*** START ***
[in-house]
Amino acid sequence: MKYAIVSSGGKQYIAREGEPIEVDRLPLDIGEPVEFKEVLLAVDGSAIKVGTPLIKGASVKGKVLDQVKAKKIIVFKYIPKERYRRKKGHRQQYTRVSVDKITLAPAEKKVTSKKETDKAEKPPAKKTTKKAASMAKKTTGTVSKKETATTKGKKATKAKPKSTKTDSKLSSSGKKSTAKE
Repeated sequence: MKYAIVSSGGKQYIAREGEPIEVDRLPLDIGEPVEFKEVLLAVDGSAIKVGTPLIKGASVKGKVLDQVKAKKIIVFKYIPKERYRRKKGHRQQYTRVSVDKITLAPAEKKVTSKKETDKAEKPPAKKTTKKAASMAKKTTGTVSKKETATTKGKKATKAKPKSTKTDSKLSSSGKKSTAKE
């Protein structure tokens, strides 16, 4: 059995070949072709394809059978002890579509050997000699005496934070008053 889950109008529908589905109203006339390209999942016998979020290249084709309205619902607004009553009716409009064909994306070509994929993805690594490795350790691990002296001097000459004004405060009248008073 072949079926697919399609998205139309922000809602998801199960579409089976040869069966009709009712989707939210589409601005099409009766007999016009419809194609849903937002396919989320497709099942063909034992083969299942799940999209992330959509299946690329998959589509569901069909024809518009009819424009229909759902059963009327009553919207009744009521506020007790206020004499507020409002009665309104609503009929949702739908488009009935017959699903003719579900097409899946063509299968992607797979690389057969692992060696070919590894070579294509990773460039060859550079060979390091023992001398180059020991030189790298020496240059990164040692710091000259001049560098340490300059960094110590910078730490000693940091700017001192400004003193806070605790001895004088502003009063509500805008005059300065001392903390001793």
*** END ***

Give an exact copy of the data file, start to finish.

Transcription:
[in-house]
Amino acid sequence: MKYAIVSSGGKQYIAREGEPIEVDRLPLDIGEPVEFKEVLLAVDGSAIKVGTPLIKGASVKGKVLDQVKAKKIIVFKYIPKERYRRKKGHRQQYTRVSVDKITLAPAEKKVTSKKETDKAEKPPAKKTTKKAASMAKKTTGTVSKKETATTKGKKATKAKPKSTKTDSKLSSSGKKSTAKE
Repeated sequence: MKYAIVSSGGKQYIAREGEPIEVDRLPLDIGEPVEFKEVLLAVDGSAIKVGTPLIKGASVKGKVLDQVKAKKIIVFKYIPKERYRRKKGHRQQYTRVSVDKITLAPAEKKVTSKKETDKAEKPPAKKTTKKAASMAKKTTGTVSKKETATTKGKKATKAKPKSTKTDSKLSSSGKKSTAKE
């Protein structure tokens, strides 16, 4: 059995070949072709394809059978002890579509050997000699005496934070008053 889950109008529908589905109203006339390209999942016998979020290249084709309205619902607004009553009716409009064909994306070509994929993805690594490795350790691990002296001097000459004004405060009248008073 072949079926697919399609998205139309922000809602998801199960579409089976040869069966009709009712989707939210589409601005099409009766007999016009419809194609849903937002396919989320497709099942063909034992083969299942799940999209992330959509299946690329998959589509569901069909024809518009009819424009229909759902059963009327009553919207009744009521506020007790206020004499507020409002009665309104609503009929949702739908488009009935017959699903003719579900097409899946063509299968992607797979690389057969692992060696070919590894070579294509990773460039060859550079060979390091023992001398180059020991030189790298020496240059990164040692710091000259001049560098340490300059960094110590910078730490000693940091700017001192400004003193806070605790001895004088502003009063509500805008005059300065001392903390001793």